Today, I watch as Colin Kaepernick is being blackballed from the NFL for peaceful protests of blatant injustice(see above), let me say that again, a PEACEFUL protest by kneeling during an American anthem,( that doesn’t represent black people), in a country that still allows for uncontested systemic racism to happen. Yeah we see it. As long as you don’t rock the American fake patriotism boat, it’s all good. Just keep on dancing.

I watch daily, as an incompetent, lying, inexperienced, blithering, shameful and hateful man, who broke every norm, every civil, moral, and humane boundary and violated every high standard set for the position of POTUS, still get elected to office.

I watch as he divides Americans, Tweets his presidency into shame and leads us closer to WWWIII. I see his divisive rhetoric. I note his background didn’t have any qualifications that would afford him such a position. I note his invisible skill set and inexperience in government. I noted that no drug test was required(just wanted to say that because he has signs of being a drug user); I note that all of this, coupled with his incompetence, were all irrelevant.

Only in America can you take the highest position in the land with all of those deficits in your background, couple it with active lawsuits, fraud cases, a history of infidelity, a history of failing to pay people he owed, a history of being disrespectful to women, to veterans, not paying taxes, a proven history of racism, lack of a plan…and still get the job! Nothing says “white privilege” like this!

Yet, there he sits at 1600 Pennsylvania Avenue with his cronies and children, in charge of the free world, recklessly damaging America’s reputation, and harming her people. This is white privilege personified.

He is the antithesis to his predecessor, Barack Obama and he seems to be hell-bent on undoing all the good Obama did in his 8 years. No matter how much it hurts the American people. No other race could be who Trump is, do what he’s done to people, say what he’s said and keep a job, much less the highest position in the land. It’s hard to ignore the elephant in America’s living room. It’s hard not to call this what it is. This is what we mean when we say “woke”. How do you un-see or un-know this?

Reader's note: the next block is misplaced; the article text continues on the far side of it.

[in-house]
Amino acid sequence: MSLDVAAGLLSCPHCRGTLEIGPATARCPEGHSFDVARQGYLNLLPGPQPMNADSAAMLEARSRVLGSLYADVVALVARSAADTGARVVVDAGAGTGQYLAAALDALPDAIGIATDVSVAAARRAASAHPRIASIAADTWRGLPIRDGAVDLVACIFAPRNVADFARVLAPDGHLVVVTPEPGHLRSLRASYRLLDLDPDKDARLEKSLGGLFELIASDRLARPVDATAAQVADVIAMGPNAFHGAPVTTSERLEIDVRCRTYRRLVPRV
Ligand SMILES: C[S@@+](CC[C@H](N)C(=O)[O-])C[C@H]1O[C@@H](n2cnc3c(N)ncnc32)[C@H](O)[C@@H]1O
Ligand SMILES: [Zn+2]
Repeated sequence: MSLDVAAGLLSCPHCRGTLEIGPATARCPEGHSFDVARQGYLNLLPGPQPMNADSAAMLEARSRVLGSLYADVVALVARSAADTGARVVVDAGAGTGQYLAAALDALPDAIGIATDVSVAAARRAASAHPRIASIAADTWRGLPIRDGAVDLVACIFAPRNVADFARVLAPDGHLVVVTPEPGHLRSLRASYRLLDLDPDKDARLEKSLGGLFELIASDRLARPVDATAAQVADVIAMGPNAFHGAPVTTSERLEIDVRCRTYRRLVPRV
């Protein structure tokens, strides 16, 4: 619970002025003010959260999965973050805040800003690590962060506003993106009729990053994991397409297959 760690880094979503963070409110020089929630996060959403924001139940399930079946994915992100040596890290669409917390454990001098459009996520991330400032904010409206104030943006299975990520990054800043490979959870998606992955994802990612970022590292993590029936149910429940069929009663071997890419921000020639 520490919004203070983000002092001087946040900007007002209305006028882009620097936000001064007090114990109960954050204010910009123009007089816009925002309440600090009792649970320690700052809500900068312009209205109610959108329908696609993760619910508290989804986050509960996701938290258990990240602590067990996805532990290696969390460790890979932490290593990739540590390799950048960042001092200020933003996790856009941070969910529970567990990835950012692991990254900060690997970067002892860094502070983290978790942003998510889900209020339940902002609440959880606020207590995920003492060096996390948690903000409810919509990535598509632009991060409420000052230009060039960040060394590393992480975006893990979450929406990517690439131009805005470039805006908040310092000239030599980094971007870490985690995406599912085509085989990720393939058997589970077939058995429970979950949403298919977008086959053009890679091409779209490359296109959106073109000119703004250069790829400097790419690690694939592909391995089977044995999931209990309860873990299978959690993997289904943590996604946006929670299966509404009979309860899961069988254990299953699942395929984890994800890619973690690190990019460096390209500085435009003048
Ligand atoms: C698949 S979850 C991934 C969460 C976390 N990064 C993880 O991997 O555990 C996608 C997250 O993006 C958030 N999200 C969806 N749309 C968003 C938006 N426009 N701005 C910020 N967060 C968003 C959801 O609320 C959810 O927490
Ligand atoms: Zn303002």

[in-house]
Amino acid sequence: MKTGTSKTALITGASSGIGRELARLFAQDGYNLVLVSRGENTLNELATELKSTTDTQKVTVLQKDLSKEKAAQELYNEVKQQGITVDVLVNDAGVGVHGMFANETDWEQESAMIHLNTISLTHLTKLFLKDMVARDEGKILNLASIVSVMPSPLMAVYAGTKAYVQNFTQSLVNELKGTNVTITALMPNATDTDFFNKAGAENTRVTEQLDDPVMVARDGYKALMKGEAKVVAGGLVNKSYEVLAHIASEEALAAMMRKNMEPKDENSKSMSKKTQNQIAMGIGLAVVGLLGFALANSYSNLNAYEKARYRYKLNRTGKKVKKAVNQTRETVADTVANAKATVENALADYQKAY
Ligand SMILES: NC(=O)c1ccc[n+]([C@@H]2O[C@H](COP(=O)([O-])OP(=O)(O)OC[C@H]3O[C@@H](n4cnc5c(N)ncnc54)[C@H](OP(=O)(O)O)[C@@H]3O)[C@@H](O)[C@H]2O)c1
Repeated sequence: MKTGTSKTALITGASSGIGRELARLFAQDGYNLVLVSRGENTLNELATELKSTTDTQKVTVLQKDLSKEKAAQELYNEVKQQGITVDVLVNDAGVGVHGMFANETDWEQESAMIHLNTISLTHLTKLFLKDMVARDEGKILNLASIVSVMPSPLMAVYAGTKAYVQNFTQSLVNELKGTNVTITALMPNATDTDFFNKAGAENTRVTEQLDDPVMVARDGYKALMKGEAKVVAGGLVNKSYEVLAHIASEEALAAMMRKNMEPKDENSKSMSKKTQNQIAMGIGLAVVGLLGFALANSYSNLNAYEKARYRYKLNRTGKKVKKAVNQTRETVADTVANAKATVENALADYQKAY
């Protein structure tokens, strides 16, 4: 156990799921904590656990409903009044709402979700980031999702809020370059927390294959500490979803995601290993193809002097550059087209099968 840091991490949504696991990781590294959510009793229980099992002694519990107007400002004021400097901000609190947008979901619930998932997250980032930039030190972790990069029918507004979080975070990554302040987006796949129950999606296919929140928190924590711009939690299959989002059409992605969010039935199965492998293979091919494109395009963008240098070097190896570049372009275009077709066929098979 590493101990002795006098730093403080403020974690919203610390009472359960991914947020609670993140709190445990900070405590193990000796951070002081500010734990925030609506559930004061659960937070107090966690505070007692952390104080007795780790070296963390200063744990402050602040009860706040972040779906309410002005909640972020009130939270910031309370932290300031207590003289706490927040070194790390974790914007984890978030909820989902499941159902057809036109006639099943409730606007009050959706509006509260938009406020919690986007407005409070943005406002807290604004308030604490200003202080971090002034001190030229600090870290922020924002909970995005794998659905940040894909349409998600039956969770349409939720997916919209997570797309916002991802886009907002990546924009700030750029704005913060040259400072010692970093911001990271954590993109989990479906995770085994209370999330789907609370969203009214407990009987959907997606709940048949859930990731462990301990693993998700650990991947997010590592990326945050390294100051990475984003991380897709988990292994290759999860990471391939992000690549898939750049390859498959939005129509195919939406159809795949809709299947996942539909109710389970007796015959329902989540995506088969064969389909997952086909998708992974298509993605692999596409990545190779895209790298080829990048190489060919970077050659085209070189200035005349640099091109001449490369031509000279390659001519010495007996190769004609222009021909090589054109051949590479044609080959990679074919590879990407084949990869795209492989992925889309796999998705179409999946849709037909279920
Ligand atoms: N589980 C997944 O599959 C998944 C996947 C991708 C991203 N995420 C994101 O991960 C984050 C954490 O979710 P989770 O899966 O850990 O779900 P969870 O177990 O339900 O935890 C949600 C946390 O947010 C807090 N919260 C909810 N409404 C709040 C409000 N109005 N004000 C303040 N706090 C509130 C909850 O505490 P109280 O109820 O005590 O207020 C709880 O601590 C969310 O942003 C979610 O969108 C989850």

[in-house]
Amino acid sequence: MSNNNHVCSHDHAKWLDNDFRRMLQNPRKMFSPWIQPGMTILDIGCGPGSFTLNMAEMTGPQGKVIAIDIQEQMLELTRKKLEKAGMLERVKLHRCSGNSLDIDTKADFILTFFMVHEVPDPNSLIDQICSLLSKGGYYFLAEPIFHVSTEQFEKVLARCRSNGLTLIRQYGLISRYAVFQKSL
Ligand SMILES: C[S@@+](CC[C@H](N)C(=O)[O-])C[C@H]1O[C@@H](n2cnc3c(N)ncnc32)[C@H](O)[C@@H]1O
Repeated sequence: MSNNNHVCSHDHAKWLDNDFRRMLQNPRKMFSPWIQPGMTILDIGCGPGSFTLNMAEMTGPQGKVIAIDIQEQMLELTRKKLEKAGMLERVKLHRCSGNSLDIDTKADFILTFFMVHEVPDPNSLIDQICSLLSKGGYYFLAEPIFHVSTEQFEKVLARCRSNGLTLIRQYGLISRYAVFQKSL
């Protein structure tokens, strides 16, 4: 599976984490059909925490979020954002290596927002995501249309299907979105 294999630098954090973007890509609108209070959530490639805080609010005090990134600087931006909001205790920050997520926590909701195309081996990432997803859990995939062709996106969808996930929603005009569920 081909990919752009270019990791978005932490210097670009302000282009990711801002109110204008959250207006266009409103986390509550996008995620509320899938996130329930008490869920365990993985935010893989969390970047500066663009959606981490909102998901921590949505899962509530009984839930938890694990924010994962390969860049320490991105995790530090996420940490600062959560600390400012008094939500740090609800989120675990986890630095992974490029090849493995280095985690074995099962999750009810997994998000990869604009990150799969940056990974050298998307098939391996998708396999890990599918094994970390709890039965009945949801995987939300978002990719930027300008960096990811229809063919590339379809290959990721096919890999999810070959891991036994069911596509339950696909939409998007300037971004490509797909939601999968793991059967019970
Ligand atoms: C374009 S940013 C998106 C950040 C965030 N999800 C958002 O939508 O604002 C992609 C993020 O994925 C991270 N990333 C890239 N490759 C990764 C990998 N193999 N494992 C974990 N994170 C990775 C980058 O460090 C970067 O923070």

America’s treatment of black folks is historically evident, and though we’ve come a long way, the work is a long way from over. Until there is “justice for all”, until black crime and white crime are sentenced the same, until black people don’t have to fear if they will be killed because of a broken tail-light or for selling cigarettes on a street corner, we, like Colin, will protest and speak out.

I don’t expect society to fix the lives of black people. I expect black people to wake up, stop doing things that contribute to tearing down the community, to strive to improve their situations, take responsibility for their kids, raise children with love and high expectations for excellence, to assure them dreams are attainable, to stop killing each other, to stop being disrespectful to their women and to raise the economic bar by getting in the financial game; taking care of their credit, buying homes, and investing in retirement and leaving wealth to their children. I expect that from us.

Yes, we have to do our part. Period! But we can’t do it if we are dead, and we can’t do it, if 1 in 4 black men are sent to prison(for same crimes as whites, with disproportionately different sentences), and schools in our neighborhoods are not funded adequately to bring in the brightest and best teachers, and loans are denied, and racism persists.